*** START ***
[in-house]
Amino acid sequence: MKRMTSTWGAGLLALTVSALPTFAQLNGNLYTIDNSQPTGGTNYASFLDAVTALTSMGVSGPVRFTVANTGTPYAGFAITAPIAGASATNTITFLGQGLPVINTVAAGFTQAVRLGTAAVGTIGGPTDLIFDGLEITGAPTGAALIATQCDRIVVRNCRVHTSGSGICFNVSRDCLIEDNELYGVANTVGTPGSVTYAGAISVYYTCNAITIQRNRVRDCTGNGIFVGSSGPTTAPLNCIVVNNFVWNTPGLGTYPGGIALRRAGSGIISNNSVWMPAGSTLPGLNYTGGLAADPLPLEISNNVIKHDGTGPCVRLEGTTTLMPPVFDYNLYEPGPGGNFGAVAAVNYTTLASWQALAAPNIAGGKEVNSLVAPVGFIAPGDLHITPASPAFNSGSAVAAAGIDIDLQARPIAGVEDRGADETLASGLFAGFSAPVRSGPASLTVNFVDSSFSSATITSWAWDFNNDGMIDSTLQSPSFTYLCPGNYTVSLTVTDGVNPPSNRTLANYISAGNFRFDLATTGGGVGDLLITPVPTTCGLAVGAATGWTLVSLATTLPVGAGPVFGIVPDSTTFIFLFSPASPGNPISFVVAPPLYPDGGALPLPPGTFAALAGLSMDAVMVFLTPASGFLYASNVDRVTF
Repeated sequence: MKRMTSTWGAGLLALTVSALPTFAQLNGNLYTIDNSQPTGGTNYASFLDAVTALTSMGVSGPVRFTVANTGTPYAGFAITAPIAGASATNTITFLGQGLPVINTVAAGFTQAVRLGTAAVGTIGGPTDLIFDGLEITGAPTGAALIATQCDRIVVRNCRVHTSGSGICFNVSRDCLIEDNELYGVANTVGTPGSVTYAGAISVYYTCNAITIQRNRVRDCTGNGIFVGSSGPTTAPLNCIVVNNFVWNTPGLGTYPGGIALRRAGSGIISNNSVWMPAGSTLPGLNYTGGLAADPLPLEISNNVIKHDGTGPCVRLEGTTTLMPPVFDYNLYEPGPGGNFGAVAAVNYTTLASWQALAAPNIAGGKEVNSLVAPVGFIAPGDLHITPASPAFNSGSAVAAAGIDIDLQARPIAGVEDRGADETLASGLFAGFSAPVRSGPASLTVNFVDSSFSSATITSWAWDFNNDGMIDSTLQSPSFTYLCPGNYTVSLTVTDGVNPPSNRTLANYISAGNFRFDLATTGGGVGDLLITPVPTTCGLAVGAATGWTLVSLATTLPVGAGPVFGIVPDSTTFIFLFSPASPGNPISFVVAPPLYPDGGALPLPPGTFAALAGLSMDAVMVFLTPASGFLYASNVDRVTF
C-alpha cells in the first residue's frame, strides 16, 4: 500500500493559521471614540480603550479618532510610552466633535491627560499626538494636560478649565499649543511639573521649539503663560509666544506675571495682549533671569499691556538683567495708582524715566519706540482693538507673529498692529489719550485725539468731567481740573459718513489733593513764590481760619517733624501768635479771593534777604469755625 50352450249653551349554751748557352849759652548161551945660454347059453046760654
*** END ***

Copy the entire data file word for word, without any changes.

[in-house]
Amino acid sequence: MKRMTSTWGAGLLALTVSALPTFAQLNGNLYTIDNSQPTGGTNYASFLDAVTALTSMGVSGPVRFTVANTGTPYAGFAITAPIAGASATNTITFLGQGLPVINTVAAGFTQAVRLGTAAVGTIGGPTDLIFDGLEITGAPTGAALIATQCDRIVVRNCRVHTSGSGICFNVSRDCLIEDNELYGVANTVGTPGSVTYAGAISVYYTCNAITIQRNRVRDCTGNGIFVGSSGPTTAPLNCIVVNNFVWNTPGLGTYPGGIALRRAGSGIISNNSVWMPAGSTLPGLNYTGGLAADPLPLEISNNVIKHDGTGPCVRLEGTTTLMPPVFDYNLYEPGPGGNFGAVAAVNYTTLASWQALAAPNIAGGKEVNSLVAPVGFIAPGDLHITPASPAFNSGSAVAAAGIDIDLQARPIAGVEDRGADETLASGLFAGFSAPVRSGPASLTVNFVDSSFSSATITSWAWDFNNDGMIDSTLQSPSFTYLCPGNYTVSLTVTDGVNPPSNRTLANYISAGNFRFDLATTGGGVGDLLITPVPTTCGLAVGAATGWTLVSLATTLPVGAGPVFGIVPDSTTFIFLFSPASPGNPISFVVAPPLYPDGGALPLPPGTFAALAGLSMDAVMVFLTPASGFLYASNVDRVTF
Repeated sequence: MKRMTSTWGAGLLALTVSALPTFAQLNGNLYTIDNSQPTGGTNYASFLDAVTALTSMGVSGPVRFTVANTGTPYAGFAITAPIAGASATNTITFLGQGLPVINTVAAGFTQAVRLGTAAVGTIGGPTDLIFDGLEITGAPTGAALIATQCDRIVVRNCRVHTSGSGICFNVSRDCLIEDNELYGVANTVGTPGSVTYAGAISVYYTCNAITIQRNRVRDCTGNGIFVGSSGPTTAPLNCIVVNNFVWNTPGLGTYPGGIALRRAGSGIISNNSVWMPAGSTLPGLNYTGGLAADPLPLEISNNVIKHDGTGPCVRLEGTTTLMPPVFDYNLYEPGPGGNFGAVAAVNYTTLASWQALAAPNIAGGKEVNSLVAPVGFIAPGDLHITPASPAFNSGSAVAAAGIDIDLQARPIAGVEDRGADETLASGLFAGFSAPVRSGPASLTVNFVDSSFSSATITSWAWDFNNDGMIDSTLQSPSFTYLCPGNYTVSLTVTDGVNPPSNRTLANYISAGNFRFDLATTGGGVGDLLITPVPTTCGLAVGAATGWTLVSLATTLPVGAGPVFGIVPDSTTFIFLFSPASPGNPISFVVAPPLYPDGGALPLPPGTFAALAGLSMDAVMVFLTPASGFLYASNVDRVTF
C-alpha cells in the first residue's frame, strides 16, 4: 500500500493559521471614540480603550479618532510610552466633535491627560499626538494636560478649565499649543511639573521649539503663560509666544506675571495682549533671569499691556538683567495708582524715566519706540482693538507673529498692529489719550485725539468731567481740573459718513489733593513764590481760619517733624501768635479771593534777604469755625 50352450249653551349554751748557352849759652548161551945660454347059453046760654